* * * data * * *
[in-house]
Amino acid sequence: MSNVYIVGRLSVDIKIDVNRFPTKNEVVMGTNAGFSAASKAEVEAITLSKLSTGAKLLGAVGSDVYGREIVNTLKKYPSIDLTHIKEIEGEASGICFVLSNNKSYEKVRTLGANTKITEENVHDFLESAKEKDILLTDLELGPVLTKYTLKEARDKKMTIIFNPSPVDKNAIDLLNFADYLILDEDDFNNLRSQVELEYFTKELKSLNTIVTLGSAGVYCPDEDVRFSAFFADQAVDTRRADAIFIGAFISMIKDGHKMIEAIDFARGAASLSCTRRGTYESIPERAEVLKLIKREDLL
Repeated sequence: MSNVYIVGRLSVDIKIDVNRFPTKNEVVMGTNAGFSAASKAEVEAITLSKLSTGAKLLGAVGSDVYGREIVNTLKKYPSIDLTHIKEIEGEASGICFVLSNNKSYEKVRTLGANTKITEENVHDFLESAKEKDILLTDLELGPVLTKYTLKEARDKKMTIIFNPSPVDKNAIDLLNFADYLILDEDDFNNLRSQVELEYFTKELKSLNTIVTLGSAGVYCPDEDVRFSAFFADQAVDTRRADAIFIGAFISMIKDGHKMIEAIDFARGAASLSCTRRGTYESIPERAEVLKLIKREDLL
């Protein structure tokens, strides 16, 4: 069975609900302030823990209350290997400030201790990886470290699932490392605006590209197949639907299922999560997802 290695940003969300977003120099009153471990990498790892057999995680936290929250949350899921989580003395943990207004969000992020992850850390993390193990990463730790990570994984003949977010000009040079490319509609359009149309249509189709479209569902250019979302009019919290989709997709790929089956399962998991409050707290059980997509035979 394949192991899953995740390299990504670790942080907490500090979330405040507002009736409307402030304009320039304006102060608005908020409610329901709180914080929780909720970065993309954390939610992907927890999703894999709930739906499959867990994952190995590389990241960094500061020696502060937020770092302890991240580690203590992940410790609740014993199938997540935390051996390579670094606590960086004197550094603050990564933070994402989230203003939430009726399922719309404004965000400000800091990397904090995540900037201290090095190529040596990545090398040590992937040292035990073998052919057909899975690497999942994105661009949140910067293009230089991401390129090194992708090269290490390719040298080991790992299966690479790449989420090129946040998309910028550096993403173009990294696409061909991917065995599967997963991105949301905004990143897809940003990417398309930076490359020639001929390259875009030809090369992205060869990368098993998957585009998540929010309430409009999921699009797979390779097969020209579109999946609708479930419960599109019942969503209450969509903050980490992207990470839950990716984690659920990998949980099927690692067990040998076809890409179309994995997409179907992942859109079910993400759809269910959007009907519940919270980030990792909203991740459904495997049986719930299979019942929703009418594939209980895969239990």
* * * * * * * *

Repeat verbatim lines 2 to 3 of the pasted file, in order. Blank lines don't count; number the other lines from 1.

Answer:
Amino acid sequence: MSNVYIVGRLSVDIKIDVNRFPTKNEVVMGTNAGFSAASKAEVEAITLSKLSTGAKLLGAVGSDVYGREIVNTLKKYPSIDLTHIKEIEGEASGICFVLSNNKSYEKVRTLGANTKITEENVHDFLESAKEKDILLTDLELGPVLTKYTLKEARDKKMTIIFNPSPVDKNAIDLLNFADYLILDEDDFNNLRSQVELEYFTKELKSLNTIVTLGSAGVYCPDEDVRFSAFFADQAVDTRRADAIFIGAFISMIKDGHKMIEAIDFARGAASLSCTRRGTYESIPERAEVLKLIKREDLL
Repeated sequence: MSNVYIVGRLSVDIKIDVNRFPTKNEVVMGTNAGFSAASKAEVEAITLSKLSTGAKLLGAVGSDVYGREIVNTLKKYPSIDLTHIKEIEGEASGICFVLSNNKSYEKVRTLGANTKITEENVHDFLESAKEKDILLTDLELGPVLTKYTLKEARDKKMTIIFNPSPVDKNAIDLLNFADYLILDEDDFNNLRSQVELEYFTKELKSLNTIVTLGSAGVYCPDEDVRFSAFFADQAVDTRRADAIFIGAFISMIKDGHKMIEAIDFARGAASLSCTRRGTYESIPERAEVLKLIKREDLL